Energy justice has emerged over the last decade as a matter of vital concern in energy law, which can be seen in the attention directed to energy poverty, and the United Nations Sustainable Development Goals.
There are energy justice concerns in areas of law as diverse as human rights, consumer protection, international law and trade, and in many forms of regional and national energy law and regulation.
This edited collection explores in detail at four kinds of energy justice.
The first, distributive justice, relates to the equitable distribution of the benefits and burdens of energy activities, which is challenged by the existence of people suffering from energy poverty.
Secondly, procedural (or participation) justice consists of the right of all communities to participate in decision-making regarding energy projects and policies that affect them.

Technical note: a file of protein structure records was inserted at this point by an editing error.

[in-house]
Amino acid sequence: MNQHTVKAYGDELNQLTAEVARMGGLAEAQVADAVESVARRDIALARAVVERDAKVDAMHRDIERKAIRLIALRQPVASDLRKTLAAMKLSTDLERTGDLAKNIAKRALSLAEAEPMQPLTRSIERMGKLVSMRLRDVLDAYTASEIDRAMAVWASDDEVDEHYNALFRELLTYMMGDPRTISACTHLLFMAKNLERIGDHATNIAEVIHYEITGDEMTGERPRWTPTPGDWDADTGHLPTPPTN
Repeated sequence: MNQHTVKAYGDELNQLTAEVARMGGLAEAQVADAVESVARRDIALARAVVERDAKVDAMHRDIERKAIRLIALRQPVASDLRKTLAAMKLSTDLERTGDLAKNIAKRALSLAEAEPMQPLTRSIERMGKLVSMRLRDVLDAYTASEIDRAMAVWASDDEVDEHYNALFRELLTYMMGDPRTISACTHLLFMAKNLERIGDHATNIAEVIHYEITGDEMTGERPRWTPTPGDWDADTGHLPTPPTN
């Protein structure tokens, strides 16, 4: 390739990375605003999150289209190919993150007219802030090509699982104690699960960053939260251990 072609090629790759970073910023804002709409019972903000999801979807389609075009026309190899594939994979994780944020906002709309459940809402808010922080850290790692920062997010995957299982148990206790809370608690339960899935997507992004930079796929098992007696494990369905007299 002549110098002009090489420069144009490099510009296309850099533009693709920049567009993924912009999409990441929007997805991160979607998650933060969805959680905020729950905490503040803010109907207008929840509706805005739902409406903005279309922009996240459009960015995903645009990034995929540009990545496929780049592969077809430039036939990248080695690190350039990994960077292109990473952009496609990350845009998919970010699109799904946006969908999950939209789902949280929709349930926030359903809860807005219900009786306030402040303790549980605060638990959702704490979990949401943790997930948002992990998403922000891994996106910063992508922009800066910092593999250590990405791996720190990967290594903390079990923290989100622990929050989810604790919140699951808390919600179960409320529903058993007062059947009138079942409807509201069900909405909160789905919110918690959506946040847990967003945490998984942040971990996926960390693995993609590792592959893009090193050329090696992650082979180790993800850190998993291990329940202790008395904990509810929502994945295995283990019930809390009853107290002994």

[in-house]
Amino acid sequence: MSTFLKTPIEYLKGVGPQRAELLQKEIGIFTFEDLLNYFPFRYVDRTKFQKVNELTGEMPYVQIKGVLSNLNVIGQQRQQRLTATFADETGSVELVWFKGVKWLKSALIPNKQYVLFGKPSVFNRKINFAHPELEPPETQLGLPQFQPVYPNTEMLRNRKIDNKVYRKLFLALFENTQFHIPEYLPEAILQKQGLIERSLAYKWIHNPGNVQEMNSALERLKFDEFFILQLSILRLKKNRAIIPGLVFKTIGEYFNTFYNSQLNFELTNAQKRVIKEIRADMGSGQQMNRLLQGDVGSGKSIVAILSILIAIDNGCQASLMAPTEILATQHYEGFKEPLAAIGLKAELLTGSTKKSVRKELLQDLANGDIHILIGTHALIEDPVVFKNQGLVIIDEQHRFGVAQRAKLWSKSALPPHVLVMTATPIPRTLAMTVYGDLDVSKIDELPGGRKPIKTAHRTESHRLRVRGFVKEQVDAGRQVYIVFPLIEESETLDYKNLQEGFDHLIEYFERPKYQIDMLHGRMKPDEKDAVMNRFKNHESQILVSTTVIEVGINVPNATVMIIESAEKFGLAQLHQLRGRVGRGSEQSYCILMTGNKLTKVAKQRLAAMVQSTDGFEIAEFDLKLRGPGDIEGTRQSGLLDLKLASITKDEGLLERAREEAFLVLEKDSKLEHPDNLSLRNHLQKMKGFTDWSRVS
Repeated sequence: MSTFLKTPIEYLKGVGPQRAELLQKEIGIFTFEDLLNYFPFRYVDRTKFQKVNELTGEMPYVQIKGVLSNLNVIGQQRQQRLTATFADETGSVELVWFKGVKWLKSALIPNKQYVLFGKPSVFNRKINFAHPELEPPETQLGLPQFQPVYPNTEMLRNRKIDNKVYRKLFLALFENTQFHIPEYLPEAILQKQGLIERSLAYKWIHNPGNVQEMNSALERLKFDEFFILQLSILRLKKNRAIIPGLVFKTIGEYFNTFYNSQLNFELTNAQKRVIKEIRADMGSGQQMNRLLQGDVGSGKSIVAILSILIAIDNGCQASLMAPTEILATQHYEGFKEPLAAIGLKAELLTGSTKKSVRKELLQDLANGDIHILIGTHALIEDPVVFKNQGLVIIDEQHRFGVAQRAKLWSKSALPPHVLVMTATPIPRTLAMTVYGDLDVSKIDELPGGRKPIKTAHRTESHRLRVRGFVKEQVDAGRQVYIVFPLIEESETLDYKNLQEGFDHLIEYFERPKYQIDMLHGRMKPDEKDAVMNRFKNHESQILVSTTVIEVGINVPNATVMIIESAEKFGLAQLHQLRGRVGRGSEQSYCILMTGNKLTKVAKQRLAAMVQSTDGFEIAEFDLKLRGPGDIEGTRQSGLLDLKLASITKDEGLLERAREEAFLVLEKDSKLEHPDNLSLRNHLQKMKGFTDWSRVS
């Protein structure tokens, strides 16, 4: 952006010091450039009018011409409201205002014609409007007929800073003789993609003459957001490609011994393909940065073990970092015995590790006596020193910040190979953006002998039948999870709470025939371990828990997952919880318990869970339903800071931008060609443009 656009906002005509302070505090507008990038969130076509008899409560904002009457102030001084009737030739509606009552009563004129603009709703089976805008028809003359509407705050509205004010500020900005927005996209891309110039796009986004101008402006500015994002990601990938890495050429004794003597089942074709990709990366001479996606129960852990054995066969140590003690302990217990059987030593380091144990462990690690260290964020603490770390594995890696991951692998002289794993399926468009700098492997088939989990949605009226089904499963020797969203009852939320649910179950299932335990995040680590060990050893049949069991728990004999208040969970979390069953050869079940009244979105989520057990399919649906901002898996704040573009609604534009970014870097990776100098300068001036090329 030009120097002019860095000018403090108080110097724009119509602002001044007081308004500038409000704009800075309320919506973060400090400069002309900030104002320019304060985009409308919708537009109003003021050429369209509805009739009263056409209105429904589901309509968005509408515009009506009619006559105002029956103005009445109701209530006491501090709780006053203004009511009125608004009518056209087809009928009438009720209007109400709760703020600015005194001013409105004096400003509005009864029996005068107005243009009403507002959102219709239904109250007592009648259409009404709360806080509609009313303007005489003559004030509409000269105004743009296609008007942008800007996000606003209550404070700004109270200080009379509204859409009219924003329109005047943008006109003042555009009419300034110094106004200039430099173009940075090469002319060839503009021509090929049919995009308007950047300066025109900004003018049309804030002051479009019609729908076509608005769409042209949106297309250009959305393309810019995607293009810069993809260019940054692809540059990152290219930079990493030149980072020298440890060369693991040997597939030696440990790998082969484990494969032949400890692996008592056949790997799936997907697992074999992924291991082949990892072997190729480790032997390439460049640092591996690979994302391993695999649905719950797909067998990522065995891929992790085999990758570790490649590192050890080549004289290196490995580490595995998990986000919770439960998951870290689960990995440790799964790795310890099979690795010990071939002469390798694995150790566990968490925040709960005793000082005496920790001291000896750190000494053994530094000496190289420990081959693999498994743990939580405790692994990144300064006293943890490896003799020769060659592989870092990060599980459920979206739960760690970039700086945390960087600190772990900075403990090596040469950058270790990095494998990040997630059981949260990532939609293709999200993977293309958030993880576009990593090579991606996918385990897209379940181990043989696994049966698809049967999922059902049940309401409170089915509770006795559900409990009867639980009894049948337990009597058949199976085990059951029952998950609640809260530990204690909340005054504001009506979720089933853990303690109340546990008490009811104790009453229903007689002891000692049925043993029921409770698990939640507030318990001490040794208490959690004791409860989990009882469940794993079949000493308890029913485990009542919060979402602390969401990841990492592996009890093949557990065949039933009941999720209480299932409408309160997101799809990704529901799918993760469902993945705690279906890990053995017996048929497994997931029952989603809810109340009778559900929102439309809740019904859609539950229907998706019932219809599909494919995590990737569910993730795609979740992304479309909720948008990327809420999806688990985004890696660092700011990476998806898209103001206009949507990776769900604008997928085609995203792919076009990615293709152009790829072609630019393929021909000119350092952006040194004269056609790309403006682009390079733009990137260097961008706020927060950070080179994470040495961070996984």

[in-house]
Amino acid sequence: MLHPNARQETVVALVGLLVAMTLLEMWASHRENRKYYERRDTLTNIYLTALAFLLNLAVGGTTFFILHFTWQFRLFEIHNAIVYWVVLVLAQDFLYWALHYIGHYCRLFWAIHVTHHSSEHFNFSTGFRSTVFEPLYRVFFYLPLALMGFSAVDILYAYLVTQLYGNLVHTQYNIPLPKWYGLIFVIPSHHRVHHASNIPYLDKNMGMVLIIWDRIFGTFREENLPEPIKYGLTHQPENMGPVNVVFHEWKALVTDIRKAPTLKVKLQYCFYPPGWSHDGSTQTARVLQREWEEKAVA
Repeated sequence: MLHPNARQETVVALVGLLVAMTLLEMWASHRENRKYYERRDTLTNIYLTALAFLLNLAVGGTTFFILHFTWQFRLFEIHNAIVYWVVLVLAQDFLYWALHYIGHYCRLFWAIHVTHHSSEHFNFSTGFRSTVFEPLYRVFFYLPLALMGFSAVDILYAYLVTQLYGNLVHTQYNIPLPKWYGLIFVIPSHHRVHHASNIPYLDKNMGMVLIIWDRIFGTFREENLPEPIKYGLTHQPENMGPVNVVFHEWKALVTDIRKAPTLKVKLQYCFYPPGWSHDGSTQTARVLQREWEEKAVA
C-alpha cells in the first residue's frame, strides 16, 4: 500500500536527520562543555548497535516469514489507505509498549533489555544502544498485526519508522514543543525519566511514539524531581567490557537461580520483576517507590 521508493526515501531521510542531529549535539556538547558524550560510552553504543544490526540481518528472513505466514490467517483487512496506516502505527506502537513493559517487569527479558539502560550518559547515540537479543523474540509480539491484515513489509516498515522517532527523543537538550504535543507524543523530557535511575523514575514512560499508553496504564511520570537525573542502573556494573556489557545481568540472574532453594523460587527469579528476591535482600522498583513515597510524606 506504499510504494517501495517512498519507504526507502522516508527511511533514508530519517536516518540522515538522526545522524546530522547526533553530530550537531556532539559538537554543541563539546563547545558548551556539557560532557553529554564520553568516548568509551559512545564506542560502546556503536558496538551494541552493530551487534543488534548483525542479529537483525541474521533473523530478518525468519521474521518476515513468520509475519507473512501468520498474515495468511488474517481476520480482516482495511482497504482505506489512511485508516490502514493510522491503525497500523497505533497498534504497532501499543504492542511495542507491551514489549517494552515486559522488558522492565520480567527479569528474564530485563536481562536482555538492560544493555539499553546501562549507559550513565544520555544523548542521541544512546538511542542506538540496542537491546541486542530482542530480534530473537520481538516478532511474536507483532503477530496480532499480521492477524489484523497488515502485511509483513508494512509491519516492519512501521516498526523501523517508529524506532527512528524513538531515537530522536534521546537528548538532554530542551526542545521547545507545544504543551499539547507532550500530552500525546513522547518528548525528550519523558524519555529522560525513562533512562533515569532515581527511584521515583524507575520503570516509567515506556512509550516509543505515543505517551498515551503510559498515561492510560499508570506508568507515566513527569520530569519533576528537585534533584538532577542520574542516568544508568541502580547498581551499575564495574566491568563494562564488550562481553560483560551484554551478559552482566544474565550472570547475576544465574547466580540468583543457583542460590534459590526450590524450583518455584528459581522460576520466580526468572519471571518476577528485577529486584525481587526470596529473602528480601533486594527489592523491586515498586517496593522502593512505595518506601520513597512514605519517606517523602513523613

This dimension of energy justice oftenincludes procedural rights to information and access to courts.
Under the concept of reparation (or restorative) justice, the book looks at even-handed enforcement of energy statutes and regulations, as well as access to remedies when legal rights are violated.
Finally, the collection addresses socialjustice, with the recognition that energy injustice cannot be separated from other social ills, such as poverty and subordination based on race, gender, or indigeneity.
These issues feed into a wider conversation about how we achieve a 'just' energy transition, as the world confronts the urgent challenges of climate change.